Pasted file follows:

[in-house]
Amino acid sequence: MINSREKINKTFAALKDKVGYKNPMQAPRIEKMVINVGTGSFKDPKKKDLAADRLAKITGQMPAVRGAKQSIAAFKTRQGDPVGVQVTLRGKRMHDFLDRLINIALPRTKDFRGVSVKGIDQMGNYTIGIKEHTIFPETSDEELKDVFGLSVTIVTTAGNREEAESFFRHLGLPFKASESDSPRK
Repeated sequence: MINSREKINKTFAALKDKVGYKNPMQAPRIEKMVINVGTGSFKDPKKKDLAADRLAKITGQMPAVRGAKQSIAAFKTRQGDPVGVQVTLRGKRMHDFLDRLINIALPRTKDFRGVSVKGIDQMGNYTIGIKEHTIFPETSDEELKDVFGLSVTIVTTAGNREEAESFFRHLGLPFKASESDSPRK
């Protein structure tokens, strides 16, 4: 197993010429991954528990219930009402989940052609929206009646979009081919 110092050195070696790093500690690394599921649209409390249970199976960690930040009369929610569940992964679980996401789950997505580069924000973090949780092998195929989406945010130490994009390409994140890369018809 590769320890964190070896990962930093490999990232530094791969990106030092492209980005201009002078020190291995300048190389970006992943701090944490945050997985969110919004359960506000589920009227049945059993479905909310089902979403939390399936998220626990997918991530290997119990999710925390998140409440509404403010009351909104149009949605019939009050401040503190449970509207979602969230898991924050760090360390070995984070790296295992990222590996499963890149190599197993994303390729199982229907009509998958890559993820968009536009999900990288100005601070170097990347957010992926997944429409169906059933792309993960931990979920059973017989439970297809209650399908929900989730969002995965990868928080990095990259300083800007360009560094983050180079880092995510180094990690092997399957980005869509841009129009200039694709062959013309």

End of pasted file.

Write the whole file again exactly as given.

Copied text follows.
[in-house]
Amino acid sequence: MINSREKINKTFAALKDKVGYKNPMQAPRIEKMVINVGTGSFKDPKKKDLAADRLAKITGQMPAVRGAKQSIAAFKTRQGDPVGVQVTLRGKRMHDFLDRLINIALPRTKDFRGVSVKGIDQMGNYTIGIKEHTIFPETSDEELKDVFGLSVTIVTTAGNREEAESFFRHLGLPFKASESDSPRK
Repeated sequence: MINSREKINKTFAALKDKVGYKNPMQAPRIEKMVINVGTGSFKDPKKKDLAADRLAKITGQMPAVRGAKQSIAAFKTRQGDPVGVQVTLRGKRMHDFLDRLINIALPRTKDFRGVSVKGIDQMGNYTIGIKEHTIFPETSDEELKDVFGLSVTIVTTAGNREEAESFFRHLGLPFKASESDSPRK
């Protein structure tokens, strides 16, 4: 197993010429991954528990219930009402989940052609929206009646979009081919 110092050195070696790093500690690394599921649209409390249970199976960690930040009369929610569940992964679980996401789950997505580069924000973090949780092998195929989406945010130490994009390409994140890369018809 590769320890964190070896990962930093490999990232530094791969990106030092492209980005201009002078020190291995300048190389970006992943701090944490945050997985969110919004359960506000589920009227049945059993479905909310089902979403939390399936998220626990997918991530290997119990999710925390998140409440509404403010009351909104149009949605019939009050401040503190449970509207979602969230898991924050760090360390070995984070790296295992990222590996499963890149190599197993994303390729199982229907009509998958890559993820968009536009999900990288100005601070170097990347957010992926997944429409169906059933792309993960931990979920059973017989439970297809209650399908929900989730969002995965990868928080990095990259300083800007360009560094983050180079880092995510180094990690092997399957980005869509841009129009200039694709062959013309």